She notes how something as simple as a teacher telling a student, “Look at me when I’m talking to you,” could be interpreted as offensive to some cultures where making direct eye contact is considered impolite. Lacking cultural context, the student’s conduct can be perceived by the teacher as behavior issue rather than a sign of respect.
Dow picks up on Culcleasure’s thread of decolonizing education, which she characterizes as “tearing things down and looking at it in a different light, from a different perspective, from a different angle, and how it might impact many, many people.”
She says the current moment of disruption caused by the pandemic presents “an ideal time” to make such changes.
Podcast collaborator Brittany Lovejoy invites guests to talk about their individual literacy experiences and take a deep dive into literacy inequities in Vermont.
Lovejoy, whose four children are dyslexic, holds a graduate degree in foundations of education/dyslexia studies and has taken trainings aligned with the science of reading.
“I thought being a special educator would teach me how to better advocate for my children and, at the same time, make a positive difference in my students’ lives,” she wrote in a recent email.
What she found were many barriers to getting there, some of which are highlighted in the podcast.
“I sought outside evaluations for my children, paid for tutoring, hired an advocate, moved my family from one school district into another and still do not feel (nor does the data show) that my children’s literacy/learning needs are being realized,” she wrote.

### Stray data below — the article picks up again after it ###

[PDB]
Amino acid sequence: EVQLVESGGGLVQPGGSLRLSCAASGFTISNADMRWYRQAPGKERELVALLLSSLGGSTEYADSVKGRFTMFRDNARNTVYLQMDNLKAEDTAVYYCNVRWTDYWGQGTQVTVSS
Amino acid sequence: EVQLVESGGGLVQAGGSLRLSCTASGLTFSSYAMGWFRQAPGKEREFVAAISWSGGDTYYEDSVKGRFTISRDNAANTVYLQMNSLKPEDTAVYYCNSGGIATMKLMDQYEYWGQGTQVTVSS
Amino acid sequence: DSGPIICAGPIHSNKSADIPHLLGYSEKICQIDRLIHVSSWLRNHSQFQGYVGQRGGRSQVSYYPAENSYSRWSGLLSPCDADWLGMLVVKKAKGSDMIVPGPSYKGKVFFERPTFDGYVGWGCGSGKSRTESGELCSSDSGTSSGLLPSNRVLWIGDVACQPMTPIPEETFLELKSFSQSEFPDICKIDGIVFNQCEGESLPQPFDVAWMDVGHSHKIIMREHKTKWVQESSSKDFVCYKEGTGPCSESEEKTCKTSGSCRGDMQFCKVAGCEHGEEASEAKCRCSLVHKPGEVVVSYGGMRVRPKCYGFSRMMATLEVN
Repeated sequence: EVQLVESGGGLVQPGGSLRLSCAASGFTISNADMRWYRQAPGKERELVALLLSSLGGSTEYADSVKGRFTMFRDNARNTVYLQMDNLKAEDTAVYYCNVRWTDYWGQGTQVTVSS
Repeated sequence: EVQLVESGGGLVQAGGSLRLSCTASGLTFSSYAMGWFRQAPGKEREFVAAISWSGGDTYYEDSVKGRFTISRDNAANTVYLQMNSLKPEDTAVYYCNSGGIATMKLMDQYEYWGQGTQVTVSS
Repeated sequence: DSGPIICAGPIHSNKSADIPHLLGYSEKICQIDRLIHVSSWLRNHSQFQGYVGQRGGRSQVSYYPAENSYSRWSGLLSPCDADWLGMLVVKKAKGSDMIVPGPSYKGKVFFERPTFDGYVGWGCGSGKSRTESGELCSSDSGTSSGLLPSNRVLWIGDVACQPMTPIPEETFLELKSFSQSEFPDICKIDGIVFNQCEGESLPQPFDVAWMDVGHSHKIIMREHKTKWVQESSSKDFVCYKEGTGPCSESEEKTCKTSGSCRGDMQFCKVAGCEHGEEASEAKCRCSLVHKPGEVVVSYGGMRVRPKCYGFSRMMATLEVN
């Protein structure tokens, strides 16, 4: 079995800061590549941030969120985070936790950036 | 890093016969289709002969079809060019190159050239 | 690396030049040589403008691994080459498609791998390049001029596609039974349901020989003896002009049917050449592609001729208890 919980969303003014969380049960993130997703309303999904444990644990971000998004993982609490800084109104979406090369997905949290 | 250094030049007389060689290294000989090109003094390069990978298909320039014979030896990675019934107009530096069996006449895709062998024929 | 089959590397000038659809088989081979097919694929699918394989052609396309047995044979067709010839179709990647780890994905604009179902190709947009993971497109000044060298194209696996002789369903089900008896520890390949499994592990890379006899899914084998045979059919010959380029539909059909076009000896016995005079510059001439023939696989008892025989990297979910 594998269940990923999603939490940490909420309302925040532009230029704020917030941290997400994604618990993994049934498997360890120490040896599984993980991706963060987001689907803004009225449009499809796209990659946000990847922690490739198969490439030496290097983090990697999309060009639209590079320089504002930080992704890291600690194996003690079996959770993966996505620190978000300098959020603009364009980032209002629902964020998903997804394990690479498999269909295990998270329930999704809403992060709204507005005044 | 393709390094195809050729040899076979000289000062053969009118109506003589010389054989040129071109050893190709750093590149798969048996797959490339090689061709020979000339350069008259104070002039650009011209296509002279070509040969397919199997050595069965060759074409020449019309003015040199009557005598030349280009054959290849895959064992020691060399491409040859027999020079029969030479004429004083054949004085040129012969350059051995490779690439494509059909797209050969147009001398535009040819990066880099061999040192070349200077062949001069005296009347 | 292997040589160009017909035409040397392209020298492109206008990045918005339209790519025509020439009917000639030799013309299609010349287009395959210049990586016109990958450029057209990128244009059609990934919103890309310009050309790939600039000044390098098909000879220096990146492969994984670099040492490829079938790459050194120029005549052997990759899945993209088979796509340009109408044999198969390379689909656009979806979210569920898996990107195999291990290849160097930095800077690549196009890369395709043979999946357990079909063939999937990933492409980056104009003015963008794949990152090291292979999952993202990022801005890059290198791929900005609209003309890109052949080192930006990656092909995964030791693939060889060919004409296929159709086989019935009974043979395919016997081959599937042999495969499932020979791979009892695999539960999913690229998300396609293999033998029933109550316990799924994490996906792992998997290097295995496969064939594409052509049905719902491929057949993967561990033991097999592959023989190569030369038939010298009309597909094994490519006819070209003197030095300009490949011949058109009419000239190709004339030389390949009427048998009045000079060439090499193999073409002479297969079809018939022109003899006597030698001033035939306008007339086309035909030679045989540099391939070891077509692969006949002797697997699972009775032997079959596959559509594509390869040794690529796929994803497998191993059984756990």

She added that she has yet to see a sense of urgency to help close the literacy gap for both her children and the students she worked with.
“Urgency is a burden I carry with me,” she wrote.
She stated that, through the podcast, guests “reveal fixable flaws in our current educational system.”
“I hope that Vermonters hear our desperate plea for change to what science indicates our struggling readers need,” she wrote.
Culcleasure said he is approaching podcast conversations about equity as a listener and with curiosity, and added that he is open to being constructively challenged to rethink his positions on a given issue.
He hopes others will do the same.
“Ideally, I hope that it either inspires (listeners) to engage or agitates them to engage,” he said.
Episodes of “Back To Freedom School” are available to stream at edequityvt.org and on the WBTV-LP Radio website.